Guild Wars 2‘s Living Story So Far

A screenshot from Guild Wars 2 showing Braham, a male Norn, on the left, and Rox, a female charr, on the right in the foreground.

The first major arc of Guild Wars 2’s Living Story just completed and transitioned into the next segment, so I thought I would take a look at what’s worked so far.

If you don’t play GW2, the concept of the Living Story is that, rather than end the story of the world with instanced personal story missions, more storylines are added to the persistent game world–sort of like the holiday events, but not holiday-themed and having a lasting effect on the world. The idea is for it to be “sort of like your favorite TV show,” that players want to check in on regularly to catch up with characters and the development of the world.

I am completely in favor of video games taking cues from the TV format. Like TV, games allow us to spend dozens of hours with a cast of characters and the world they live in, allowing for deep characterization, extensive world building, and lengthy character arcs. Kirk Hamilton wrote about how the TV-like format Mass Effect 2 really worked, and I’m really interested to see what other aspects of TV big games can borrow.

The storyline itself is interesting so far, introducing new characters like Eir’s son, Braham, and an awesome (but weirdly cartoon-eyed) female Charr named Rox. And even though the next chapter of the story has moved from the snowy mountains into a tropical paradise, it is continuing the story of the refugees displaced by the events of Flame and Frost.

So far, the living story has definitely kept me coming back to Guild Wars 2. After playing through beta weekends and launch, I took a long break from the game late last year, and came back during the tail end of the Wintersday event. With new things to discover every few weeks, playing never started to feel boring or repetitive.

More importantly, the living story events make GW2 feel like GW2 at launch, when everyone was low level and taking their first steps into the world. Leveling a character now or just doing map completion, you’ll notice that most of the maps are rather empty. I don’t usually mind the solitude–it’s peaceful, and trying to take down that veteran or complete that group event on your own is a fun challenge–but it does make completing certain events unnecessarily difficult and fighting bosses downright impossible. But both the living story and the area-specific daily achievements funnel players into certain areas, making the game feel like its old self again. The current living story content is located in the Southsun Cove map, and playing there after the update on Tuesday was a revelation. There were tons of other players, and events happening everywhere. If I get into a jam, there’s always someone around to help out. It’s easy to get a group to take on a Champion enemy. I love doing dungeon and fractal runs with my guild, and hopping into WvW, but it’s great to once again play the persistent world PvE as it’s meant to be played.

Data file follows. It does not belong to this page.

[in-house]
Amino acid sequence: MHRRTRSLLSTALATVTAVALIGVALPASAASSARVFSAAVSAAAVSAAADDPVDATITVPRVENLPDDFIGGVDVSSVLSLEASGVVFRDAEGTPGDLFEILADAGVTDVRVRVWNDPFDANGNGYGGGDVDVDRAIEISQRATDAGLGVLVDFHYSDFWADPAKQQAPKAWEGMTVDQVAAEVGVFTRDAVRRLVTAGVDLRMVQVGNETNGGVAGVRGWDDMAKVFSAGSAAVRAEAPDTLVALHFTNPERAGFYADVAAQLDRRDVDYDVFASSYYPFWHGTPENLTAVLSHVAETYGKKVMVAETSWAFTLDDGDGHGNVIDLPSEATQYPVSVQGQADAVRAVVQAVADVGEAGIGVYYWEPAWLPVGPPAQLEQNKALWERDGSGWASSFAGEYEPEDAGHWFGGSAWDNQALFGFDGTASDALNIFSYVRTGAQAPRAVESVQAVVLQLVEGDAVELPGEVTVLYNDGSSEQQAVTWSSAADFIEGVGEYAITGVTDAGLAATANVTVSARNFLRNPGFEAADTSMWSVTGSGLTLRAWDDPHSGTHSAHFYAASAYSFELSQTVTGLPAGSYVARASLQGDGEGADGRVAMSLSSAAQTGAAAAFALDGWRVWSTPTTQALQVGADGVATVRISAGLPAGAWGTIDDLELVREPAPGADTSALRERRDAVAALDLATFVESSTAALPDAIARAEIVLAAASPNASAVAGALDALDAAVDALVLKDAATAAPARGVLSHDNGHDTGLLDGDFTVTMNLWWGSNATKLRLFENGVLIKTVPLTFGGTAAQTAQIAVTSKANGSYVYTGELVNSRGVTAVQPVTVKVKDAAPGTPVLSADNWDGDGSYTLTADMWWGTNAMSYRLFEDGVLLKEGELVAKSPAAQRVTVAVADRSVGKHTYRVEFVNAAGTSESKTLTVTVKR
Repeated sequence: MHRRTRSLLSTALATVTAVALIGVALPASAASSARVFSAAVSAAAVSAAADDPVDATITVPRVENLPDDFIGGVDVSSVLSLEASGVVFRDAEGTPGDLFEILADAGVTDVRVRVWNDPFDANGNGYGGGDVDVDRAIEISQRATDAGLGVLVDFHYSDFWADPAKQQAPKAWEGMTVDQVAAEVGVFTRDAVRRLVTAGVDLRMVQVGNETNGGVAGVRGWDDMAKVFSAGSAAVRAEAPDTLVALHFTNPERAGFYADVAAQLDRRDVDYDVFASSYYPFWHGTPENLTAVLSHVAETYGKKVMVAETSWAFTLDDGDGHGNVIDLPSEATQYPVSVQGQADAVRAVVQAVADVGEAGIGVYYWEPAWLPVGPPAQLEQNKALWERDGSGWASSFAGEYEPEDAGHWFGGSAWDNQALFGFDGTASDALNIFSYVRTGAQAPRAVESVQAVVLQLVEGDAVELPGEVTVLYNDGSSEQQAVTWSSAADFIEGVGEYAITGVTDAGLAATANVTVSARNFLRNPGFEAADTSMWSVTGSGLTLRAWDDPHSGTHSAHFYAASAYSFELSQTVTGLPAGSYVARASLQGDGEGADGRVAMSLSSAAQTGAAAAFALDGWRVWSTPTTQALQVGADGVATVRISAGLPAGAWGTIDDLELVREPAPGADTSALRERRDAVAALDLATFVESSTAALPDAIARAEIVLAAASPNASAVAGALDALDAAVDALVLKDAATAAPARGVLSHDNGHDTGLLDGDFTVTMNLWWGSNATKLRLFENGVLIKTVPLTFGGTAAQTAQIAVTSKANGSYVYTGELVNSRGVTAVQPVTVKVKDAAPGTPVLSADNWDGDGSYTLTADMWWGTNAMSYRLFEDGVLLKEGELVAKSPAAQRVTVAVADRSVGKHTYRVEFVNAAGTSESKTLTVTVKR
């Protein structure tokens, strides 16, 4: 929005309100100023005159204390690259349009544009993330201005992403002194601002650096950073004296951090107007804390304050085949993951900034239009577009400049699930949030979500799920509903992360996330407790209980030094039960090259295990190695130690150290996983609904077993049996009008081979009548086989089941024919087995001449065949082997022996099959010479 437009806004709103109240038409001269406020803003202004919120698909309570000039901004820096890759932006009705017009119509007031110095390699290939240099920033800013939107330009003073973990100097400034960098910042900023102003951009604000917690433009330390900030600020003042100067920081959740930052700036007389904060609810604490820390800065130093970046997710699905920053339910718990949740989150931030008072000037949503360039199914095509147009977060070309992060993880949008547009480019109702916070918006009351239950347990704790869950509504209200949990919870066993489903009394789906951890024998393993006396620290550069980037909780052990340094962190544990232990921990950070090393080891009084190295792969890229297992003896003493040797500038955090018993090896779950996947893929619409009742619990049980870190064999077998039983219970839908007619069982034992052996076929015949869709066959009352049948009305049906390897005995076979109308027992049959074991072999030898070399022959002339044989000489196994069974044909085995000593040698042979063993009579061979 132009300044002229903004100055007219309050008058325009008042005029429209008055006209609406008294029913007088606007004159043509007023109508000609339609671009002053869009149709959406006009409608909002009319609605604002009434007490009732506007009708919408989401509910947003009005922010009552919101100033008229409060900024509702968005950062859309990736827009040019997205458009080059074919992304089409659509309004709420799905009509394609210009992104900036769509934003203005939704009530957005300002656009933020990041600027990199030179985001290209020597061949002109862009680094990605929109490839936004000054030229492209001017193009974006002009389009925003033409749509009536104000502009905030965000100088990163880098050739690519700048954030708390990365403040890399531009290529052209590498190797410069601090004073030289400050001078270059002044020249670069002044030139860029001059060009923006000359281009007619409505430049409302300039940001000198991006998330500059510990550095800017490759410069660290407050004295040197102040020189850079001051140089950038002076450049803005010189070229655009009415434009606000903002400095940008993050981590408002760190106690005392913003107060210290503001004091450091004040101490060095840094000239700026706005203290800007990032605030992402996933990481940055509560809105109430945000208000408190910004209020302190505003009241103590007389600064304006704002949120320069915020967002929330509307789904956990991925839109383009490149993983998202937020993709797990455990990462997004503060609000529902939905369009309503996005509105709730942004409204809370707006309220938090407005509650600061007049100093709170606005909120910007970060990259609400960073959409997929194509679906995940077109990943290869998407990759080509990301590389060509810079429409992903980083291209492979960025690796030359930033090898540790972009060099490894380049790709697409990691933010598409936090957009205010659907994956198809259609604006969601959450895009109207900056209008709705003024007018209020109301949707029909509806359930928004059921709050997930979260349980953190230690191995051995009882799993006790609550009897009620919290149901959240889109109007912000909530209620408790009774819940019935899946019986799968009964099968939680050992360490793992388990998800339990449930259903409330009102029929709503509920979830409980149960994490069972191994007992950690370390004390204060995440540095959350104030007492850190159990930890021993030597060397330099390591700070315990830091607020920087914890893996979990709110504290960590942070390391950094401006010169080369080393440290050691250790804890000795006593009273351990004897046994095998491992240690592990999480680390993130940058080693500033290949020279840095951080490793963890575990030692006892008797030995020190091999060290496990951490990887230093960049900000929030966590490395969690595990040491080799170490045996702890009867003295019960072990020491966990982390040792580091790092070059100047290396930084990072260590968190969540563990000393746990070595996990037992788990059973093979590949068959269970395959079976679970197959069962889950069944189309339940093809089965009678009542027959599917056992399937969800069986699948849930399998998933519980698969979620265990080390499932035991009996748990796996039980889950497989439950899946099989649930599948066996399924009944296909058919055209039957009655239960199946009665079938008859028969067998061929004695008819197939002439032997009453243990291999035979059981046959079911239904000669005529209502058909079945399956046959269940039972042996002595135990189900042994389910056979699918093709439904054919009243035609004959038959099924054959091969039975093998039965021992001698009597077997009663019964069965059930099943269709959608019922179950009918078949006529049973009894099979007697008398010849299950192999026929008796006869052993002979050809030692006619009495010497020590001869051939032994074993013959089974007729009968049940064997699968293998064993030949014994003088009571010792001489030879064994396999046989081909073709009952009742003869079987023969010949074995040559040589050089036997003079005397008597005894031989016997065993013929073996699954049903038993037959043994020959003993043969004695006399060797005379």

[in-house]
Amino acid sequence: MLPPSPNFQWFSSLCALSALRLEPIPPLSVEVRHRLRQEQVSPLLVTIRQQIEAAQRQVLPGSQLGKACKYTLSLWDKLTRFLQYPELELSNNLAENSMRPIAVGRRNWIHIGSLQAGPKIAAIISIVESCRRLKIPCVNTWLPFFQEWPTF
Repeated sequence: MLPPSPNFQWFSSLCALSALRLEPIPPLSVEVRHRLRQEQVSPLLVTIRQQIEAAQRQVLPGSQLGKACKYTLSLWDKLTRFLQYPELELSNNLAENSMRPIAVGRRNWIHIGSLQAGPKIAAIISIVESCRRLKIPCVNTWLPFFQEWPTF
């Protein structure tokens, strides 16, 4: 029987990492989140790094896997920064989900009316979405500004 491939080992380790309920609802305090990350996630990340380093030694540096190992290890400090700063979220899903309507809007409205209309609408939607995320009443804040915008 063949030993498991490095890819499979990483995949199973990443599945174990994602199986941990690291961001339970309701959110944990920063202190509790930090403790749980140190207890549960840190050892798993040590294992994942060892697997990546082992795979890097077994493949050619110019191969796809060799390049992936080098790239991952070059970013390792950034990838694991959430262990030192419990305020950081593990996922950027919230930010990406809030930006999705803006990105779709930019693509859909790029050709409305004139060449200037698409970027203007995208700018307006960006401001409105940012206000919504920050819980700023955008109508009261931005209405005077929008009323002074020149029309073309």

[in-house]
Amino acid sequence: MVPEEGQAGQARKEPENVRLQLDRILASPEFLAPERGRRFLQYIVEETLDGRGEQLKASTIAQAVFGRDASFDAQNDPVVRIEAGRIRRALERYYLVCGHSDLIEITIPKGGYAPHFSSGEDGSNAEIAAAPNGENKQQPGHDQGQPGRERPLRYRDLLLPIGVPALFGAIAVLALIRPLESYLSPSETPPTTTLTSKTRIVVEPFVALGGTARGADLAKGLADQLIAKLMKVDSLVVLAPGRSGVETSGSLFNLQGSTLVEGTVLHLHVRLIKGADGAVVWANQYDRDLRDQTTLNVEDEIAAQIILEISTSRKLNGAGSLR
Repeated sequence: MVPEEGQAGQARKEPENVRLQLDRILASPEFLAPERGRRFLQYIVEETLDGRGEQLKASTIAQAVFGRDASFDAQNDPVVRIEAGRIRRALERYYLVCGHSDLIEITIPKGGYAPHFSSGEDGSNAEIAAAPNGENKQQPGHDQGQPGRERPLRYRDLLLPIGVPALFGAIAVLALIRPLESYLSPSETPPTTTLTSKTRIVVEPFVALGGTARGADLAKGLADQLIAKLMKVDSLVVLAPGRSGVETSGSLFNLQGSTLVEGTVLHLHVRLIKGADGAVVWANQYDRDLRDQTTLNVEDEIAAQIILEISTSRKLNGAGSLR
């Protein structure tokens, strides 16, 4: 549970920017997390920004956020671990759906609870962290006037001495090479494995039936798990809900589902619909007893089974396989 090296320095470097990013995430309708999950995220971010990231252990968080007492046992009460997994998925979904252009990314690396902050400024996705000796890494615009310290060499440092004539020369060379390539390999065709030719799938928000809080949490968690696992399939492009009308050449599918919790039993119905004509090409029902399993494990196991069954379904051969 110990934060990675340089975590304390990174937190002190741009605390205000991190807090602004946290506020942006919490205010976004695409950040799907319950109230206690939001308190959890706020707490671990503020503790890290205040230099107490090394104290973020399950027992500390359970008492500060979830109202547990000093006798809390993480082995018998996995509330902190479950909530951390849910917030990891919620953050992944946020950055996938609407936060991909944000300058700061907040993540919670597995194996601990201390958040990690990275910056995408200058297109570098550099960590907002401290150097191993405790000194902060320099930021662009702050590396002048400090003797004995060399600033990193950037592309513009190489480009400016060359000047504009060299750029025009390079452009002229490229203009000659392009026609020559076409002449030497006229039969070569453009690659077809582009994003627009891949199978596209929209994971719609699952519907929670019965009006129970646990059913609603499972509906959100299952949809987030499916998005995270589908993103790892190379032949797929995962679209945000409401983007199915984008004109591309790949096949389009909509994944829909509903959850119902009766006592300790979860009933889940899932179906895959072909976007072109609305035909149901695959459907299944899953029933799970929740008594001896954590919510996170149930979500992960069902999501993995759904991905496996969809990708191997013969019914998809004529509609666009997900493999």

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2 thoughts on “Guild Wars 2‘s Living Story So Far

  1. I think they should have left the bonfire up a few more days. ANets consistent use short timespans to complete content really pisses me off. They left the first phase up for a really really long time before anything interesting actually happened. Then we get the bonfire part for like two days, even though their site says it was supposed to be up until May 16th. I think they took it away on the 14th. If this is the way they are going to continue these events I’ll just ignore them. The entire amount of content for the living story was only a few hours anyway dragged on for months, consider me not impressed.

    • The bonfire did end on the 14th, but I don’t think they misled anyone about the length of time it would be up. It was always supposed to end with the Tuesday update that began the Southsun content, as far as I know.

      But you’re right that some tweaking needs to be done regarding pacing. I know if I were personally in charge of the schedule, I would err on the side of keeping things out longer, so that the less-hardcore players have plenty of time to finish. One thing about Flame and Frost in particular is that, since the content was added and added and didn’t go away until the very end, the opening weeks didn’t have to be as long. At the same time, making the updates increase in frequency helps to give the story a sense of increasing urgency and higher stakes. So there needs to be balance. Personally, I can be patient while ArenaNet is figuring out what works (I’m a less hardcore player myself so I still have alts to level, etc.), but I can also understand why players might be frustrated.

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